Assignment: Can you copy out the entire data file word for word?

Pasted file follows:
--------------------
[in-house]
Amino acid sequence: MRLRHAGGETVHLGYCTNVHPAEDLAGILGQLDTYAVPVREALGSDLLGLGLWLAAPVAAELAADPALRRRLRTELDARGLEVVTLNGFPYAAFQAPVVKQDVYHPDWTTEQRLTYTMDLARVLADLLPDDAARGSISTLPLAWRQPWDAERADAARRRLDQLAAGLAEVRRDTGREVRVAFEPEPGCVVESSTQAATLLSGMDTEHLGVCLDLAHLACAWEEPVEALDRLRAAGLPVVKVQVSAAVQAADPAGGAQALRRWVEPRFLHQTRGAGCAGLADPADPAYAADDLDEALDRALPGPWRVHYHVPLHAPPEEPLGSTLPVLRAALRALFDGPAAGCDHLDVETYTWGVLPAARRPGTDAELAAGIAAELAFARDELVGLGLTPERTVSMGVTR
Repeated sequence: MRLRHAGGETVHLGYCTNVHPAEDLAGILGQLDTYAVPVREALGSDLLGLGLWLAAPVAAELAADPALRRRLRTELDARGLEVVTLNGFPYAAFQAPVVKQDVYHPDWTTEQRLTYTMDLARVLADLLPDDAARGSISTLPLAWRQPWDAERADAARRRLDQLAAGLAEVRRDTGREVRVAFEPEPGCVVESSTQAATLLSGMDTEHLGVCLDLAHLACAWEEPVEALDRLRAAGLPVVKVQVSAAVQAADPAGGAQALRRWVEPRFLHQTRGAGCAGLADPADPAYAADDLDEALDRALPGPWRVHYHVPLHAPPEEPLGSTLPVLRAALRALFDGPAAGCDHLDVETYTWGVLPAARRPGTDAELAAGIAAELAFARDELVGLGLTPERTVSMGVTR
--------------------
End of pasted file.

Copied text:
[in-house]
Amino acid sequence: MRLRHAGGETVHLGYCTNVHPAEDLAGILGQLDTYAVPVREALGSDLLGLGLWLAAPVAAELAADPALRRRLRTELDARGLEVVTLNGFPYAAFQAPVVKQDVYHPDWTTEQRLTYTMDLARVLADLLPDDAARGSISTLPLAWRQPWDAERADAARRRLDQLAAGLAEVRRDTGREVRVAFEPEPGCVVESSTQAATLLSGMDTEHLGVCLDLAHLACAWEEPVEALDRLRAAGLPVVKVQVSAAVQAADPAGGAQALRRWVEPRFLHQTRGAGCAGLADPADPAYAADDLDEALDRALPGPWRVHYHVPLHAPPEEPLGSTLPVLRAALRALFDGPAAGCDHLDVETYTWGVLPAARRPGTDAELAAGIAAELAFARDELVGLGLTPERTVSMGVTR
Repeated sequence: MRLRHAGGETVHLGYCTNVHPAEDLAGILGQLDTYAVPVREALGSDLLGLGLWLAAPVAAELAADPALRRRLRTELDARGLEVVTLNGFPYAAFQAPVVKQDVYHPDWTTEQRLTYTMDLARVLADLLPDDAARGSISTLPLAWRQPWDAERADAARRRLDQLAAGLAEVRRDTGREVRVAFEPEPGCVVESSTQAATLLSGMDTEHLGVCLDLAHLACAWEEPVEALDRLRAAGLPVVKVQVSAAVQAADPAGGAQALRRWVEPRFLHQTRGAGCAGLADPADPAYAADDLDEALDRALPGPWRVHYHVPLHAPPEEPLGSTLPVLRAALRALFDGPAAGCDHLDVETYTWGVLPAARRPGTDAELAAGIAAELAFARDELVGLGLTPERTVSMGVTR